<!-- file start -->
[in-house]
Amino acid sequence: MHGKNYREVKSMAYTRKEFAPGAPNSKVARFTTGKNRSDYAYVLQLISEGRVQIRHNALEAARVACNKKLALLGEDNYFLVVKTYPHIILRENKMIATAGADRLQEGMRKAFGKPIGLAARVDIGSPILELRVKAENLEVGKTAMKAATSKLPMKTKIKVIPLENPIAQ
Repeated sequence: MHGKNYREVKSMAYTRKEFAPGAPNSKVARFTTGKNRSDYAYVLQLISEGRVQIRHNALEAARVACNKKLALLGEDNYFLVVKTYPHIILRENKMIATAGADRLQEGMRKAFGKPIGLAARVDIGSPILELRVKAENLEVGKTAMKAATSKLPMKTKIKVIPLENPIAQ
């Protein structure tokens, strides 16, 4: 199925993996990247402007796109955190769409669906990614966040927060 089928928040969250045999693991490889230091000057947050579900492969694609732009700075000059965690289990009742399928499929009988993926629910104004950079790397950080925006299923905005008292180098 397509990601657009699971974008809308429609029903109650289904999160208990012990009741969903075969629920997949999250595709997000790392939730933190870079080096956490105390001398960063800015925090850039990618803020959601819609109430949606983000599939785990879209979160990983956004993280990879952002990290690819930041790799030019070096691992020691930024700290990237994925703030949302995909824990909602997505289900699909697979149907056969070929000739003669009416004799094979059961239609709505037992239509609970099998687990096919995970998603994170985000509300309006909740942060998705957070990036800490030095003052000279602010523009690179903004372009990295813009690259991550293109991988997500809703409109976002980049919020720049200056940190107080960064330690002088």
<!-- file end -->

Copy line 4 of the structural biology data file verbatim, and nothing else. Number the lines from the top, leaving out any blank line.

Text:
């Protein structure tokens, strides 16, 4: 199925993996990247402007796109955190769409669906990614966040927060 089928928040969250045999693991490889230091000057947050579900492969694609732009700075000059965690289990009742399928499929009988993926629910104004950079790397950080925006299923905005008292180098 397509990601657009699971974008809308429609029903109650289904999160208990012990009741969903075969629920997949999250595709997000790392939730933190870079080096956490105390001398960063800015925090850039990618803020959601819609109430949606983000599939785990879209979160990983956004993280990879952002990290690819930041790799030019070096691992020691930024700290990237994925703030949302995909824990909602997505289900699909697979149907056969070929000739003669009416004799094979059961239609709505037992239509609970099998687990096919995970998603994170985000509300309006909740942060998705957070990036800490030095003052000279602010523009690179903004372009990295813009690259991550293109991988997500809703409109976002980049919020720049200056940190107080960064330690002088």